Trudeau’s India Problem
I read “Heavy Meddle” (December 2023), Sushant Singh’s examination of Canada–India diplomatic relations surrounding Sikh separatist Hardeep Singh Nijjar’s murder, with great interest. Singh is an important critic of the emerging Hindu Rashtra (Hindu state) in India. However, there is a lacuna in Singh’s reporting: Trudeau’s failed India policy. Trudeau has, since his rather embarrassing 2018 visit to India, where he was mocked for cultural appropriation (wearing Bollywood-style Indian clothing), conducted domestic politics via foreign policy. His policy toward India is geared not to further India–Canada relations but rather to appease his Canadian Sikh constituency. Given that he is dependent on NDP leader Jagmeet Singh—who, as the writer points out, has “made statements that can be seen as being pro-Khalistan”—for his political future, his current posture toward India appears more like a desperate attempt to preserve his minority government than to advance Canada’s interests in the critical Indo-Pacific region. Rising powers from the Global South, such as Saudi Arabia, China, and now India, have found Trudeau, the leader of a G7 nation, an easy target to bully. Trudeau, I fear, has repeatedly undermined Canada’s international stature.
Newark, DE, US
Hey, That’s No Way to Say Goodbye
In “The Darker Side of Leonard Cohen” (November 2023), Myra Bloom’s 2018 story which The Walrus reprinted for its twentieth anniversary issue, Bloom asks if Cohen’s two novels still deserve to be included in any academic curriculum. In her attempt to explore this question, Bloom reveals a culture that struggles to distinguish between author and narrator, with many presuming that Cohen’s “darker side” has been missed by his readers and listeners, apparently too naive to see past all those cheerful messages concerning sex and death that dominate his work—including “Hallelujah.” By the same token, the article offers some significant insights into the ongoing moral revolution in literary criticism, which is particularly pertinent in 2023. It is easy to foresee a future in which authors will be denied literary awards on account of an “illegitimate” romantic affair, a “failure” in parental duties, or the inclusion of a morally ambiguous character who is not clearly identified as a “bad person.”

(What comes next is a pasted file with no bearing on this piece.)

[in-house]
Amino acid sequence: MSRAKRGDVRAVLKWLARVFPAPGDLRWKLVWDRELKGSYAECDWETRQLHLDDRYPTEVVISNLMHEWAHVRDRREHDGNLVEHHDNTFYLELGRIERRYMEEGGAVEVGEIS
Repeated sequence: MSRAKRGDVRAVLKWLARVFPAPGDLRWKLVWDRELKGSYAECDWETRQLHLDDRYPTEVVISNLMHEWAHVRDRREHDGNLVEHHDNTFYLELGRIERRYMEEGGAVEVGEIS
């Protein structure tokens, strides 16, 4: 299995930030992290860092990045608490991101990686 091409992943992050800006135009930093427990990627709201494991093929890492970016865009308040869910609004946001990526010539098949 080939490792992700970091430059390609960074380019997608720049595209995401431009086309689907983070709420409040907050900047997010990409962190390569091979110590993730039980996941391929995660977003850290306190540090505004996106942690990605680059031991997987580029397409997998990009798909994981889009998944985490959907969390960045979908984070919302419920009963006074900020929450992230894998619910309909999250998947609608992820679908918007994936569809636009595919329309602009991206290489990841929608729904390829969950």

Return to Kabul
Ahmet Sel’s 2002 portrait series “Inside a Different Kabul” (November 2023) captured the profound human spirit of the Afghan people during the war. In a time when the world was primarily exposed to sensationalized images of Afghanistan, Sel’s approach to photography was unique and empathetic. He didn’t merely point and shoot; instead, he forged meaningful relationships with his subjects. This portrait series was reprinted in The Walrus’s anniversary issue, and since the story was first published in 2004, the Taliban have returned to power. Afghan people have experienced this conflict before, and while life is not exactly what it was from 1996 to 2001, Sel’s photographs still have a resounding message: even during hardship, Afghan people show resilience and hope for a brighter future.
State of Affairs
In “Of Course We’re Interested in the Trudeau Split,” Michelle Cyca describes how Trudeau’s carefully cultivated image as a family man justified much of Canadians’ guilty curiosity when it went up in flames. Trudeau campaigned with his family, displayed them proudly during diplomatic trips, and fully embraced his “Hot Dad” persona, so of course, we’re a little interested. The recent rumours that Sophie Grégoire Trudeau was engaged in a steamy affair makes gossiping all the more irresistible. Although his personal life definitely doesn’t deserve criticism, it does mean that there will be a shift in the persona that Trudeau meticulously crafted, and journalists and citizens don’t need to feel guilty talking about it.